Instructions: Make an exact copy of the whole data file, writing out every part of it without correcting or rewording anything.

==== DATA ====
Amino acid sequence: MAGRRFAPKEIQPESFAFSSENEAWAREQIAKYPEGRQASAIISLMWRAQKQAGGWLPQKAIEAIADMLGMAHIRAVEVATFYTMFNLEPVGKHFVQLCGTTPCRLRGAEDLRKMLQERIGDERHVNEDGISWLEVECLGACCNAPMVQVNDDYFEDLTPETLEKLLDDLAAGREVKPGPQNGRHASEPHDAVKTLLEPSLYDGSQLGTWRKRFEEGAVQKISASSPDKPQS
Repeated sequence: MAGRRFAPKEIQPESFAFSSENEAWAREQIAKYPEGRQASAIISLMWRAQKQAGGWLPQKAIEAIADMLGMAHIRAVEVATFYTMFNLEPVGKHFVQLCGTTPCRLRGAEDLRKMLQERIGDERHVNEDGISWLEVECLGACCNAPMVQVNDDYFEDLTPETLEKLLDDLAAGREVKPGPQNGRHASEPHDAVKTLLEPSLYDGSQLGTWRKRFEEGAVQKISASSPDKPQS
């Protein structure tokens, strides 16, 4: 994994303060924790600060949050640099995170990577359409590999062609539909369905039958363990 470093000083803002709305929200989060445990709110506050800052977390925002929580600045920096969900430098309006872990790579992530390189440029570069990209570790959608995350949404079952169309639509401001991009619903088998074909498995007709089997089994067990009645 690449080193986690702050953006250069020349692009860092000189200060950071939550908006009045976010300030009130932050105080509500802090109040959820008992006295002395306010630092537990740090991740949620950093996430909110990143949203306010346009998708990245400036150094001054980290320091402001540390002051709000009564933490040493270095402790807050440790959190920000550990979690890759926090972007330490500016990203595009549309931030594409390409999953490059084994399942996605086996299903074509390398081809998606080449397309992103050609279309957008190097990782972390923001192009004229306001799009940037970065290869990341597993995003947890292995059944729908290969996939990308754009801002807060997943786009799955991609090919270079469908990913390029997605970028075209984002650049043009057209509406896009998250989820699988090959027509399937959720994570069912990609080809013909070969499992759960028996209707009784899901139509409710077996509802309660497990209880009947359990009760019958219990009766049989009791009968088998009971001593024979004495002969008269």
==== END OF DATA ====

Amino acid sequence: MAGRRFAPKEIQPESFAFSSENEAWAREQIAKYPEGRQASAIISLMWRAQKQAGGWLPQKAIEAIADMLGMAHIRAVEVATFYTMFNLEPVGKHFVQLCGTTPCRLRGAEDLRKMLQERIGDERHVNEDGISWLEVECLGACCNAPMVQVNDDYFEDLTPETLEKLLDDLAAGREVKPGPQNGRHASEPHDAVKTLLEPSLYDGSQLGTWRKRFEEGAVQKISASSPDKPQS
Repeated sequence: MAGRRFAPKEIQPESFAFSSENEAWAREQIAKYPEGRQASAIISLMWRAQKQAGGWLPQKAIEAIADMLGMAHIRAVEVATFYTMFNLEPVGKHFVQLCGTTPCRLRGAEDLRKMLQERIGDERHVNEDGISWLEVECLGACCNAPMVQVNDDYFEDLTPETLEKLLDDLAAGREVKPGPQNGRHASEPHDAVKTLLEPSLYDGSQLGTWRKRFEEGAVQKISASSPDKPQS
């Protein structure tokens, strides 16, 4: 994994303060924790600060949050640099995170990577359409590999062609539909369905039958363990 470093000083803002709305929200989060445990709110506050800052977390925002929580600045920096969900430098309006872990790579992530390189440029570069990209570790959608995350949404079952169309639509401001991009619903088998074909498995007709089997089994067990009645 690449080193986690702050953006250069020349692009860092000189200060950071939550908006009045976010300030009130932050105080509500802090109040959820008992006295002395306010630092537990740090991740949620950093996430909110990143949203306010346009998708990245400036150094001054980290320091402001540390002051709000009564933490040493270095402790807050440790959190920000550990979690890759926090972007330490500016990203595009549309931030594409390409999953490059084994399942996605086996299903074509390398081809998606080449397309992103050609279309957008190097990782972390923001192009004229306001799009940037970065290869990341597993995003947890292995059944729908290969996939990308754009801002807060997943786009799955991609090919270079469908990913390029997605970028075209984002650049043009057209509406896009998250989820699988090959027509399937959720994570069912990609080809013909070969499992759960028996209707009784899901139509409710077996509802309660497990209880009947359990009760019958219990009766049989009791009968088998009971001593024979004495002969008269």